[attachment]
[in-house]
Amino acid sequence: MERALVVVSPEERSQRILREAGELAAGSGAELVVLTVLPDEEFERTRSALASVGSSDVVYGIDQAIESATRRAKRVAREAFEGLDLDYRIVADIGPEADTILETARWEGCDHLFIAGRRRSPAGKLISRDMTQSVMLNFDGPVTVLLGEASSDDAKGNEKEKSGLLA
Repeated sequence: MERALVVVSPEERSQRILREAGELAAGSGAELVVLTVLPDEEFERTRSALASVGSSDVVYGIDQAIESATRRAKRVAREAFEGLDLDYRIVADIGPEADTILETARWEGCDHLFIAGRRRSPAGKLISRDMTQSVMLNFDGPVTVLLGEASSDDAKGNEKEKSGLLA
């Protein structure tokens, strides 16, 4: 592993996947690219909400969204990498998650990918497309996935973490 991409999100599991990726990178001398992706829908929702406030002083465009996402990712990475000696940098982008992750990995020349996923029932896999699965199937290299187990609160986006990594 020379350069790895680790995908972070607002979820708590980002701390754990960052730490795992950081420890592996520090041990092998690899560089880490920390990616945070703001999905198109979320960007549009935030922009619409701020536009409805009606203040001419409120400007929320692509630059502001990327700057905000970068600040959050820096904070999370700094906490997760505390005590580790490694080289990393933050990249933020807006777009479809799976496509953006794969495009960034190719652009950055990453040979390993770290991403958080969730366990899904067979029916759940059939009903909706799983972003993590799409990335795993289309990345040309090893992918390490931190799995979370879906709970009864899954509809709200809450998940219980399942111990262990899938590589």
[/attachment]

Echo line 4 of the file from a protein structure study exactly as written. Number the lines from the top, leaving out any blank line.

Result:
């Protein structure tokens, strides 16, 4: 592993996947690219909400969204990498998650990918497309996935973490 991409999100599991990726990178001398992706829908929702406030002083465009996402990712990475000696940098982008992750990995020349996923029932896999699965199937290299187990609160986006990594 020379350069790895680790995908972070607002979820708590980002701390754990960052730490795992950081420890592996520090041990092998690899560089880490920390990616945070703001999905198109979320960007549009935030922009619409701020536009409805009606203040001419409120400007929320692509630059502001990327700057905000970068600040959050820096904070999370700094906490997760505390005590580790490694080289990393933050990249933020807006777009479809799976496509953006794969495009960034190719652009950055990453040979390993770290991403958080969730366990899904067979029916759940059939009903909706799983972003993590799409990335795993289309990345040309090893992918390490931190799995979370879906709970009864899954509809709200809450998940219980399942111990262990899938590589």